I don’t feel smug about Mother-in-Law having alienated me to the point of summary resignation; ideally, I’d much rather keep getting the social engagement and the payroll income, and she has a crew that is still behind on the harvest. But what she said to me was grossly unprofessional and frankly at least a touch idiotic: “You need to change if you’re going to stay here.” This was because I was “dropping way, way, way too much fruit on the ground” and working too slowly. The thing was, I was working on the heavy side of an extremely lopsided row of bushes planted in the shadow of a forest. Even in mid-summer the plants don’t get direct sunlight until about 11:00 am, so they’re all leaning hard to the west, and the trellising holding them up doesn’t fully compensate. As a result, the plants are tangled eight-ply mats of leaves, branches, and fruit at all stages of ripeness. Accidentally jostle them and fruit falls off every which way in a one-foot radius. Set up solid lines of buckets in every available space under the plants and fruit will probably still miss its target: the buckets are round, and the plants are grown on mounds with sloped sides. Oops.

Mother-in-law had me working in the most fucked-up part of the field (top two percent, probably), and she still had to give me shit for being incompetent. Bear in mind that I’m not normally one to criticize growers for cultural management nightmares, but this one affected me. I basically could not harvest the crop thoroughly because it was growing in a sloppy mess. I might have been able to do a decent job had I been fastidious about bucket coverage underneath the plants, but I was under pressure to keep moving in order to make quota. We were nominally subject to termination for not picking at least fifty pounds by lunch, but the owners were always vague about when exactly, or if, they would start enforcing the quota. For most of the day, I was rattled by Mother-in-Law’s busting my balls, giving me contradictory instructions about what size fruit to pick, and making martyrdom orations about how I had caused such crop loss. I wasn’t botching the invasion of Guadalcanal; I was botching the harvest of a mismanaged row of blueberries while listening to shrill scolding from a woman I had spent a week doing everything in my power to please precisely so that she wouldn’t become dissatisfied enough to lash out at me. The very first day this season she tried to shame the other pickers during a pep talk at break by telling them that I had picked more than three of them in half the time. I was not nearly on track to make quota that day.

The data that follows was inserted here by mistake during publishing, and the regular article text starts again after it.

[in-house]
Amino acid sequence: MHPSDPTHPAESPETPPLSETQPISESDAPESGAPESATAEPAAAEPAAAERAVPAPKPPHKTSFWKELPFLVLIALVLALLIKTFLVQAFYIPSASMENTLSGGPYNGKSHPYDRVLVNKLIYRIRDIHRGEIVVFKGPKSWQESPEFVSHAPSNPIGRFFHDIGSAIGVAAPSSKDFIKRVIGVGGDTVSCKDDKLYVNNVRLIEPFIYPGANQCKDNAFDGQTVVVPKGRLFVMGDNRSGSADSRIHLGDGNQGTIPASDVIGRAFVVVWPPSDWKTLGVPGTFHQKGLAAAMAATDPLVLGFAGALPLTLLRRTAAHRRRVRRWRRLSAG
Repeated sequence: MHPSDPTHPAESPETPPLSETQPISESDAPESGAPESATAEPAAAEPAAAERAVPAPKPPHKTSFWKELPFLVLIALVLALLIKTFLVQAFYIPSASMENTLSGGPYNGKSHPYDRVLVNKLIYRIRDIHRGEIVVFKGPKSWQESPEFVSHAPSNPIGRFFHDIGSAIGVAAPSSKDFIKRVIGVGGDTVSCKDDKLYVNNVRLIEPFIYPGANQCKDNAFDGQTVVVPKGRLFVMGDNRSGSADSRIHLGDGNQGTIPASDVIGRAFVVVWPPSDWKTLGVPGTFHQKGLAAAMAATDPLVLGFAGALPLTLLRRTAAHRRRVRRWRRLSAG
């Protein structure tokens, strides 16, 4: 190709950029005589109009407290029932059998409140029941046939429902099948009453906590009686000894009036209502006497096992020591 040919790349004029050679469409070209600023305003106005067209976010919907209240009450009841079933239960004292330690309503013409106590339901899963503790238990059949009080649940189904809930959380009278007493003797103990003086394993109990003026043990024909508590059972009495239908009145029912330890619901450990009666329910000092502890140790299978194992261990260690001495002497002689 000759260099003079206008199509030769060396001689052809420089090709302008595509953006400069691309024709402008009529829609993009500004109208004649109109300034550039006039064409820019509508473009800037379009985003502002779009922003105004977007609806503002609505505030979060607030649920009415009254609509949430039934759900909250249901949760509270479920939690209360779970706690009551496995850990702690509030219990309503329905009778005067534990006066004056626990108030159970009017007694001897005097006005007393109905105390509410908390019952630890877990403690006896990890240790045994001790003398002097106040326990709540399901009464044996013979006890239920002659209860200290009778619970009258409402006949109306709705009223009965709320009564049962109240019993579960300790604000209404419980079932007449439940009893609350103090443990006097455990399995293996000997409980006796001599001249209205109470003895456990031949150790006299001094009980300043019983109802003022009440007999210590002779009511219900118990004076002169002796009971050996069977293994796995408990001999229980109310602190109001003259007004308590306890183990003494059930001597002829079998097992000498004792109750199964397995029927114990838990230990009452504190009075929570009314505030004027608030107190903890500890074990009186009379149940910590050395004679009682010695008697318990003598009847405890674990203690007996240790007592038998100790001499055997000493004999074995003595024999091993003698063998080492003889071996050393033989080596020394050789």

These crop loss martyrdom orations are always suspicious. For small growers, they’re theoretically legitimate, but the blueberry growers weren’t really advertising for help (even though Mother-in-Law was threatening us that she might put out a call for faster pickers to replace us). Among large growers, they’re one of the classic sympathy plays to argue for MOAR MEXICANS. Large growers budget for crop loss, bill the federal government for it, and then act like they’re American Gothic yeomen whose families will go hungry, along with yours, because no one was there to pick the crops. If they really wanted to get the crops in, they wouldn’t lowball the help. My employers ran a contest the other day, mostly for the benefit of the younger teens, in which the fastest picker won a five-dollar bill and the runners-up won nothing. Daughter-in-Law was scrupulous and gracious about allowing those of us with more sense than energy to opt out. I might have resigned otherwise. But shit, Matlock gave his doofus of a nephew a ten-spot for walking-around money after acquitting him of murder or whatever, and that was in, like, 1980. This deal was more like, okay, everyone run along and pick fruit for twenty minutes, and when all the prep and weigh-in time is accounted for, whoever wins will earn not quite a dollar above minimum wage. I think I have some idea of why these people aren’t recruiting the A Team.